So far, going public has motivated Samsung to directly address the glitch. On June 18, Samsung’s blog reported that the company would provide security policy updates in “a few days.” Samsung additionally provided instructions for users to enable their phones to automatically accept all security policy updates, a reminder that ultimately, the success of these updates remains in the hands of users.

To counter NowSecure’s fears, Samsung acknowledged that as of June 16, no users had reported compromised security on their phones and expressed that “the likelihood of making a successful attack, exploiting this vulnerability is low,” largely because it would require a hacker to be on the same unprotected network as a user while the latter is downloading a specific update.

Regardless, if there were a perfect time to take advantage of the Samsung weakness, that time is now. Between Samsung’s blog describing the conditions under which to exploit the vulnerability and NowSecure’s blog providing a step-by-step breakdown of how the glitch was found, hackers currently have a wealth of suggestions at their fingertips.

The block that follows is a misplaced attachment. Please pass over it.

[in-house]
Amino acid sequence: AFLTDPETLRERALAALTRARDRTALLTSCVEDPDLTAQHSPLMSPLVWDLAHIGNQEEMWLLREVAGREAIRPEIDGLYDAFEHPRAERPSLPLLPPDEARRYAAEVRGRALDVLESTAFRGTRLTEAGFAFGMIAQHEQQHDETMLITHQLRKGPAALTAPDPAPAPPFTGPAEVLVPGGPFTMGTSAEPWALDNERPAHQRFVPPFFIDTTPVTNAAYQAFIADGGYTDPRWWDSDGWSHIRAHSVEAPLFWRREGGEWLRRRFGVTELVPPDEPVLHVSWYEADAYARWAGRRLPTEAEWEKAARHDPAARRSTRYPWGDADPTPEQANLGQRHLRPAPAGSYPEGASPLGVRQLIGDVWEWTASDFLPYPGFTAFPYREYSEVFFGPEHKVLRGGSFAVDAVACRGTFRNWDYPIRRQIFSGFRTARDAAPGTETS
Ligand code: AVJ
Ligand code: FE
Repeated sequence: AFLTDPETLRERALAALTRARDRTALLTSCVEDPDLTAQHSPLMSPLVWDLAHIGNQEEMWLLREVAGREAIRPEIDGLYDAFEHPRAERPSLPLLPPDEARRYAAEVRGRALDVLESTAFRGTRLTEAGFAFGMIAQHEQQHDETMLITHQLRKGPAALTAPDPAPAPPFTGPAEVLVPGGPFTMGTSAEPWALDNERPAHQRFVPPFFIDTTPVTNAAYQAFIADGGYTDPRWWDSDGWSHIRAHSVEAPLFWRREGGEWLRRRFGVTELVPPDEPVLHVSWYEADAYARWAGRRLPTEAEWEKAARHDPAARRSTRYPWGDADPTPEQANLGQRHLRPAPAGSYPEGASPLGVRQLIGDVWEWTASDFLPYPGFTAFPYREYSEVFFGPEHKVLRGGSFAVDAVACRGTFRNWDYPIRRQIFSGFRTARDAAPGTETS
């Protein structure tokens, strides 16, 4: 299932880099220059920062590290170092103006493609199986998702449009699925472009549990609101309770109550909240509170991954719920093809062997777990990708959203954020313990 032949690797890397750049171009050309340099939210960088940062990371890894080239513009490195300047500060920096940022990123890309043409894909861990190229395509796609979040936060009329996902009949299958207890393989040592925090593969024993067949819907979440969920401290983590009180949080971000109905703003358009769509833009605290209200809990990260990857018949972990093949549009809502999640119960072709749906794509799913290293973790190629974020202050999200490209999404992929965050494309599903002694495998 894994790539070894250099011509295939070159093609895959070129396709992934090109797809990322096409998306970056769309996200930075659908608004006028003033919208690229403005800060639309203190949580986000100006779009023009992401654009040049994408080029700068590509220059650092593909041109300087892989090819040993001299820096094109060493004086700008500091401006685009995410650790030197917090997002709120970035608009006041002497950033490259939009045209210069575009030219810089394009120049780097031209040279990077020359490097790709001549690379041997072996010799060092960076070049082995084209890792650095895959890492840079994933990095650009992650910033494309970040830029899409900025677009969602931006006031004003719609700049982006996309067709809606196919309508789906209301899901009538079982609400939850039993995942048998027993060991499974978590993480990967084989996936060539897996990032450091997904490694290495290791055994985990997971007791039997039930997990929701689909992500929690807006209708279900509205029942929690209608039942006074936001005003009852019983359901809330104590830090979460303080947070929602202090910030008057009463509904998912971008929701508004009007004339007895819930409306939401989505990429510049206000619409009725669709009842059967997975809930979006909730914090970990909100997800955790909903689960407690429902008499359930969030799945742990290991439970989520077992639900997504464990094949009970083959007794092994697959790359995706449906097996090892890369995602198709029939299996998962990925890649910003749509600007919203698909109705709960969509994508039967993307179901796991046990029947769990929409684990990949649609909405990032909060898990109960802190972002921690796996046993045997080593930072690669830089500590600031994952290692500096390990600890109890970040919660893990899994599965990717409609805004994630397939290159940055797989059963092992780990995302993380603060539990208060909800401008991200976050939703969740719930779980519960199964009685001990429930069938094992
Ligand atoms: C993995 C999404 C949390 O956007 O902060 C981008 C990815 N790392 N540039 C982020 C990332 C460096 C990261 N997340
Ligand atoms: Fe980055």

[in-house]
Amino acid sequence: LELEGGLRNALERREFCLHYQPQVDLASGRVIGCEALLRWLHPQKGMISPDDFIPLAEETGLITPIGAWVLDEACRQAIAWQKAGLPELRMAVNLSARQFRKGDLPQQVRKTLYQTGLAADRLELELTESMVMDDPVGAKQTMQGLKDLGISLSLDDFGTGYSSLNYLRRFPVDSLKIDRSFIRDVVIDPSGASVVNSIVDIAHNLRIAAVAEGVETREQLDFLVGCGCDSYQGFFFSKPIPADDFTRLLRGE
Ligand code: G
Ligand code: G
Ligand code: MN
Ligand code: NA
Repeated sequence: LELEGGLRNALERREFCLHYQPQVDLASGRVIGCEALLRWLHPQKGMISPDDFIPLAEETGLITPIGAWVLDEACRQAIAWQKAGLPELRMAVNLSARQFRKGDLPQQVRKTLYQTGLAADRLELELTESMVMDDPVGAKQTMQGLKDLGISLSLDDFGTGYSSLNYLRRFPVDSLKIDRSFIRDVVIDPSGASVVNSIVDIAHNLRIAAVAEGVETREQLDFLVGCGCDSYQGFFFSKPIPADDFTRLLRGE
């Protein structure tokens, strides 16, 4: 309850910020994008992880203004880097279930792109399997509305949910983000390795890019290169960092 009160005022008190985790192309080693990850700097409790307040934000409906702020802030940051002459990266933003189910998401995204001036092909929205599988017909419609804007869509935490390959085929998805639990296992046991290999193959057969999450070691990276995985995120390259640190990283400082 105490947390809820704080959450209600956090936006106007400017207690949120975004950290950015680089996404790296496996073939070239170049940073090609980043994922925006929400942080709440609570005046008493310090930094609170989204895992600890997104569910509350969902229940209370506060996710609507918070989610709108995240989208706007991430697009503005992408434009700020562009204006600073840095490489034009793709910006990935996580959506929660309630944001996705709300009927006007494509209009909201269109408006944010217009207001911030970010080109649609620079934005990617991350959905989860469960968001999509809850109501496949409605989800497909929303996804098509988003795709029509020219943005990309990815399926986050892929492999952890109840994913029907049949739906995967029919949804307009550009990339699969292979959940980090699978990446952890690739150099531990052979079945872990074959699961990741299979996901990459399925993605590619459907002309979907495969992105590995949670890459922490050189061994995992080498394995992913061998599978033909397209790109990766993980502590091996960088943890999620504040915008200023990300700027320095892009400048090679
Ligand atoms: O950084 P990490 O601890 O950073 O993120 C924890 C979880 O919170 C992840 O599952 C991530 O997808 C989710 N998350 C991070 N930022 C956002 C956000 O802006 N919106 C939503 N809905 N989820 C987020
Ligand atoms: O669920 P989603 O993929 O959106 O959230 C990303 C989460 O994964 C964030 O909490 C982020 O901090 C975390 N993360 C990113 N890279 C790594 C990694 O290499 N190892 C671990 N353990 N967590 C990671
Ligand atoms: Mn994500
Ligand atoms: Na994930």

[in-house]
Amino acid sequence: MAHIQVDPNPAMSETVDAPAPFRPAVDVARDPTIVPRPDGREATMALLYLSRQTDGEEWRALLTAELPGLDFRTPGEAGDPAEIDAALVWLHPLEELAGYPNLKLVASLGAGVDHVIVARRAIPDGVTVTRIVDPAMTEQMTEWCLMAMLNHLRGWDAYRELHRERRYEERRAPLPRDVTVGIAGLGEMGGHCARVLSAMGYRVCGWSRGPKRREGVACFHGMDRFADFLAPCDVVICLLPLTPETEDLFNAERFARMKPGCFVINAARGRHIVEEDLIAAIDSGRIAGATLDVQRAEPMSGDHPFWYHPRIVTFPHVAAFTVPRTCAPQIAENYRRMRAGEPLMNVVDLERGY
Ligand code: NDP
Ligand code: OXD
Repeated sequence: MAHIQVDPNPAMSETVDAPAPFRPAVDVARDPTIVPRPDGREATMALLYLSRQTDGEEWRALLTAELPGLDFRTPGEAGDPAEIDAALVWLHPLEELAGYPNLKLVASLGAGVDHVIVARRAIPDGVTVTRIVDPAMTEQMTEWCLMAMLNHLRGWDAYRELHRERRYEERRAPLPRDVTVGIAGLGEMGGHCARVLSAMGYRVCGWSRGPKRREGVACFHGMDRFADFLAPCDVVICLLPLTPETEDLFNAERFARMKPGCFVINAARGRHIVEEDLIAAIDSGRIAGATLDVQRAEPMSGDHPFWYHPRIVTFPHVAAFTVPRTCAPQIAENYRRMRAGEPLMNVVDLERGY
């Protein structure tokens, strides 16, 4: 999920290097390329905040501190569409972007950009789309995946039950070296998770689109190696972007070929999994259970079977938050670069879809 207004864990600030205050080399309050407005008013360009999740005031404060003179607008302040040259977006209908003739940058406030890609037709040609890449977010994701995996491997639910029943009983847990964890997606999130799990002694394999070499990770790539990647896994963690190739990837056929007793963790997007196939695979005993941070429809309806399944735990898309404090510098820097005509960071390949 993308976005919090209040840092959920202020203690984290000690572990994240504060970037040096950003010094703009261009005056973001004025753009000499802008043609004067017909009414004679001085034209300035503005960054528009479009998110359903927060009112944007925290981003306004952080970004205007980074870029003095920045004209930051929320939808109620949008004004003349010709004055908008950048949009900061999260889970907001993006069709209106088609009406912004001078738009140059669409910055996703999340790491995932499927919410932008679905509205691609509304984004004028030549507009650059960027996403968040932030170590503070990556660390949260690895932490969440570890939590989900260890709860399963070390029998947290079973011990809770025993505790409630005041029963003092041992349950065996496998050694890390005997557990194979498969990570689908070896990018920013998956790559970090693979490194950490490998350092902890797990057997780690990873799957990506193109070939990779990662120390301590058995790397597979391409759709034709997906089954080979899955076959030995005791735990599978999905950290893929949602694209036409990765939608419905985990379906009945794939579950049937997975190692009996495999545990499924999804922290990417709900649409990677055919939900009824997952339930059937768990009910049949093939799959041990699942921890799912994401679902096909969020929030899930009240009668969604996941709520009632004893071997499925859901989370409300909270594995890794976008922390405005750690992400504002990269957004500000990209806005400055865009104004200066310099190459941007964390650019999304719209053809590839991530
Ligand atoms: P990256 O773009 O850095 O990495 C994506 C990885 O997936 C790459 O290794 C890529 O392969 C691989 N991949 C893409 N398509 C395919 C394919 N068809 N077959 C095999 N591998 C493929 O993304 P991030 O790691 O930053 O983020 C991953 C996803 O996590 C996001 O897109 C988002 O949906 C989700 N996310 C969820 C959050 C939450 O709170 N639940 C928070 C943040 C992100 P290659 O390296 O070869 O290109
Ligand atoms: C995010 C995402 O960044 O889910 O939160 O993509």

In the meantime, the most reliable solution—short of abandoning your Samsung phone—is to protect yourself from insecure public Wi-Fi. We couldn’t agree more.

Thursday 18 June 2015

Unpatched Vulnerability Compromises Chinese Security

China internet hacking VPN JSNOP
[Image: Marc Oh!]
VPNs and Tor, a network that protects anonymity by routing traffic through a series of servers, are considered two of the most trusted methods of digital privacy protection. Regardless, recent findings reveal that hackers in China successfully bypassed the security provided by these services.

Hackers—believed to be the Chinese government—carried out a “watering hole attack” against visitors to websites trafficked by Chinese journalists and Uighurs, a Muslim ethnic minority: they planted code in websites that would in turn plant itself in visitors’ web browsers. Tor and VPN users suffered the same casualties as other internet users. As long as visitors were also logged into Baidu, Taobao or one of China’s 13 other major web services, hackers gained access to their names, addresses, sex, birth dates, email addresses, phone numbers and internet cookies. 

This situation, however, could have easily been avoided. At fault is JSNOP, an unpatched vulnerability in China’s most popular web services, or more accurately, the powers that have allowed JSNOP to continue. JSNOP was made public in 2013—when it was previously used to target Uighur websites—but to this day has not been fixed. It is hard to imagine a reason to keep JSNOP in place unless pressure existed to keep it there.

The New York Times quoted AlienVault security researcher Jaime Blasco’s response to JSNOP’s continued existence: “The equivalent would be if law enforcement was able to exploit a serious vulnerability in Facebook to deanonymize users of Tor and VPNs in the United States. You would assume Facebook would fix that pretty fast.”